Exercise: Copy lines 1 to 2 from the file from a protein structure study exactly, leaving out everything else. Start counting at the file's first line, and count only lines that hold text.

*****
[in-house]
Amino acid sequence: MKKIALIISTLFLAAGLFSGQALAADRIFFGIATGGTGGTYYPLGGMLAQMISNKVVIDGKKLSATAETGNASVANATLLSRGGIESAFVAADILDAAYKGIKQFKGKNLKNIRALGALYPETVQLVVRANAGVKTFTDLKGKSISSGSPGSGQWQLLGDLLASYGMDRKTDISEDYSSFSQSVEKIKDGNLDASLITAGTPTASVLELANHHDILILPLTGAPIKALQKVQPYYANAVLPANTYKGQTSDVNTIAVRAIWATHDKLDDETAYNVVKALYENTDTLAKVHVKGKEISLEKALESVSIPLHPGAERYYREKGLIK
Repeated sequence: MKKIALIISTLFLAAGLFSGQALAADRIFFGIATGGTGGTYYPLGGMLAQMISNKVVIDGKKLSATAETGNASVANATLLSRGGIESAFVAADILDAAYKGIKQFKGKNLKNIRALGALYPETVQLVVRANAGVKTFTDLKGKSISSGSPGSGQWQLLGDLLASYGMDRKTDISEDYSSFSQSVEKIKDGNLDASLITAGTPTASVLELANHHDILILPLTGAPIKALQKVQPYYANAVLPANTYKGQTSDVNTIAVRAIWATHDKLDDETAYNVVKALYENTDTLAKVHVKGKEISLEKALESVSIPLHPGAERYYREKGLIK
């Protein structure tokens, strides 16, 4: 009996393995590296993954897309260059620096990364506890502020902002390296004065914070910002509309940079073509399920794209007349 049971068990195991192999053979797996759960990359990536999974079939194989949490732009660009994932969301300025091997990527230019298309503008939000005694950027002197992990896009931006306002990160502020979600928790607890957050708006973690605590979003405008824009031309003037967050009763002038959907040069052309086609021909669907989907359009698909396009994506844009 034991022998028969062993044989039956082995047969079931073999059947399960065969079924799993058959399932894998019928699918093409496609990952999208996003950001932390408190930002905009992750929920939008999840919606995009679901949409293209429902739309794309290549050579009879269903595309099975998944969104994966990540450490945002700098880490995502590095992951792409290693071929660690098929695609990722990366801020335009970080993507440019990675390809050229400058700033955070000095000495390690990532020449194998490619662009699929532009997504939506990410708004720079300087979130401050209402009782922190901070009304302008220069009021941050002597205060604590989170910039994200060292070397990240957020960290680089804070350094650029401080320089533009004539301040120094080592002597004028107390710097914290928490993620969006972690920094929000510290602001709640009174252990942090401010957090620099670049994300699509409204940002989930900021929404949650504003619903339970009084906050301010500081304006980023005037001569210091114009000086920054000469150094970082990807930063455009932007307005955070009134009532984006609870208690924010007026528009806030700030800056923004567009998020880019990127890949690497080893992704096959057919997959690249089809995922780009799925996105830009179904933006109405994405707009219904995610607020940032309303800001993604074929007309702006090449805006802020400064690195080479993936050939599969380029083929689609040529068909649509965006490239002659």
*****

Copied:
[in-house]
Amino acid sequence: MKKIALIISTLFLAAGLFSGQALAADRIFFGIATGGTGGTYYPLGGMLAQMISNKVVIDGKKLSATAETGNASVANATLLSRGGIESAFVAADILDAAYKGIKQFKGKNLKNIRALGALYPETVQLVVRANAGVKTFTDLKGKSISSGSPGSGQWQLLGDLLASYGMDRKTDISEDYSSFSQSVEKIKDGNLDASLITAGTPTASVLELANHHDILILPLTGAPIKALQKVQPYYANAVLPANTYKGQTSDVNTIAVRAIWATHDKLDDETAYNVVKALYENTDTLAKVHVKGKEISLEKALESVSIPLHPGAERYYREKGLIK